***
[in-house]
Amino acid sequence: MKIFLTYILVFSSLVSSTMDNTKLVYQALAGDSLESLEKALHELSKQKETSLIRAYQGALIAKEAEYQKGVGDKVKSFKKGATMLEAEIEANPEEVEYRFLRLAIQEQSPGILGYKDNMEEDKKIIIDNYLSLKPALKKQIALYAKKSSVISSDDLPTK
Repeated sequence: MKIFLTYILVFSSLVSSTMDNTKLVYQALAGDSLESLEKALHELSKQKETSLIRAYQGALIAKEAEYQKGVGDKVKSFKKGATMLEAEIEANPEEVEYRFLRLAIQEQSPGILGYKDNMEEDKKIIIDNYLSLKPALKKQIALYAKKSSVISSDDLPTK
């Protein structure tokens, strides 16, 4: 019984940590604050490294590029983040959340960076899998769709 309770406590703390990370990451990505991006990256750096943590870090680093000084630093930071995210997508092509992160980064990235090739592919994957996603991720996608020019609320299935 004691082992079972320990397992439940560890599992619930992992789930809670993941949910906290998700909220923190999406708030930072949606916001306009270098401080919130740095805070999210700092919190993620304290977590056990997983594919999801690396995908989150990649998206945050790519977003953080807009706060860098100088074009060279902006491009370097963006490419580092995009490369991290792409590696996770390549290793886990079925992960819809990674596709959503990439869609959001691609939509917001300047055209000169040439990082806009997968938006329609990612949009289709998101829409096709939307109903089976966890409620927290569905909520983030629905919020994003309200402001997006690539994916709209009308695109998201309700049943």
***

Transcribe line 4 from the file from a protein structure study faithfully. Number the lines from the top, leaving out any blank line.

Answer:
């Protein structure tokens, strides 16, 4: 019984940590604050490294590029983040959340960076899998769709 309770406590703390990370990451990505991006990256750096943590870090680093000084630093930071995210997508092509992160980064990235090739592919994957996603991720996608020019609320299935 004691082992079972320990397992439940560890599992619930992992789930809670993941949910906290998700909220923190999406708030930072949606916001306009270098401080919130740095805070999210700092919190993620304290977590056990997983594919999801690396995908989150990649998206945050790519977003953080807009706060860098100088074009060279902006491009370097963006490419580092995009490369991290792409590696996770390549290793886990079925992960819809990674596709959503990439869609959001691609939509917001300047055209000169040439990082806009997968938006329609990612949009289709998101829409096709939307109903089976966890409620927290569905909520983030629905919020994003309200402001997006690539994916709209009308695109998201309700049943």